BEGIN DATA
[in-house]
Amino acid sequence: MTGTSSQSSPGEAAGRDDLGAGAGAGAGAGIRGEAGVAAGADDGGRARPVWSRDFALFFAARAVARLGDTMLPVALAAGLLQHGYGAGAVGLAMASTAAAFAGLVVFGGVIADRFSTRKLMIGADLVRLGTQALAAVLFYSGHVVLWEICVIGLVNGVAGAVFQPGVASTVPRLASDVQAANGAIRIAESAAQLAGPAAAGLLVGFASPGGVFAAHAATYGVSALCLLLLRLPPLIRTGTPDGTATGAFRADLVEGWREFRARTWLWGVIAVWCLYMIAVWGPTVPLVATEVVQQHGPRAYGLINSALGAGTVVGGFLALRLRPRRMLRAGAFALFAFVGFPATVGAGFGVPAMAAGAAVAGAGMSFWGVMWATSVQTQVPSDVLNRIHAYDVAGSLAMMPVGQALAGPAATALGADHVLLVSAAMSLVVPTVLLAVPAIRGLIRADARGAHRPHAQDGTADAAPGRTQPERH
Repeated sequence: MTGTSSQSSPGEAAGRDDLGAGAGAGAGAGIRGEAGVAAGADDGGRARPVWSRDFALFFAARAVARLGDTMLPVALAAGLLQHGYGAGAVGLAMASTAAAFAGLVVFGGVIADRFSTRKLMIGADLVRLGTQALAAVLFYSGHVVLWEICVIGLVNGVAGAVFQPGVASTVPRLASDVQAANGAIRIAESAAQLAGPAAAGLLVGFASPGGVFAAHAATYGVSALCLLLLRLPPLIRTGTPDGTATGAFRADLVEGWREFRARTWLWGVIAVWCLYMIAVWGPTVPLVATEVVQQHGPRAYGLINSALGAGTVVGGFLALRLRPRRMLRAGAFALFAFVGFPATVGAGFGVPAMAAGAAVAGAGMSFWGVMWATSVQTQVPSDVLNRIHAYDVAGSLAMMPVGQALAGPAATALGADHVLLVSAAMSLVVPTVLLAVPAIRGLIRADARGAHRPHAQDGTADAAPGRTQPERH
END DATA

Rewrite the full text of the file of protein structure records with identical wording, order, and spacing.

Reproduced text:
[in-house]
Amino acid sequence: MTGTSSQSSPGEAAGRDDLGAGAGAGAGAGIRGEAGVAAGADDGGRARPVWSRDFALFFAARAVARLGDTMLPVALAAGLLQHGYGAGAVGLAMASTAAAFAGLVVFGGVIADRFSTRKLMIGADLVRLGTQALAAVLFYSGHVVLWEICVIGLVNGVAGAVFQPGVASTVPRLASDVQAANGAIRIAESAAQLAGPAAAGLLVGFASPGGVFAAHAATYGVSALCLLLLRLPPLIRTGTPDGTATGAFRADLVEGWREFRARTWLWGVIAVWCLYMIAVWGPTVPLVATEVVQQHGPRAYGLINSALGAGTVVGGFLALRLRPRRMLRAGAFALFAFVGFPATVGAGFGVPAMAAGAAVAGAGMSFWGVMWATSVQTQVPSDVLNRIHAYDVAGSLAMMPVGQALAGPAATALGADHVLLVSAAMSLVVPTVLLAVPAIRGLIRADARGAHRPHAQDGTADAAPGRTQPERH
Repeated sequence: MTGTSSQSSPGEAAGRDDLGAGAGAGAGAGIRGEAGVAAGADDGGRARPVWSRDFALFFAARAVARLGDTMLPVALAAGLLQHGYGAGAVGLAMASTAAAFAGLVVFGGVIADRFSTRKLMIGADLVRLGTQALAAVLFYSGHVVLWEICVIGLVNGVAGAVFQPGVASTVPRLASDVQAANGAIRIAESAAQLAGPAAAGLLVGFASPGGVFAAHAATYGVSALCLLLLRLPPLIRTGTPDGTATGAFRADLVEGWREFRARTWLWGVIAVWCLYMIAVWGPTVPLVATEVVQQHGPRAYGLINSALGAGTVVGGFLALRLRPRRMLRAGAFALFAFVGFPATVGAGFGVPAMAAGAAVAGAGMSFWGVMWATSVQTQVPSDVLNRIHAYDVAGSLAMMPVGQALAGPAATALGADHVLLVSAAMSLVVPTVLLAVPAIRGLIRADARGAHRPHAQDGTADAAPGRTQPERH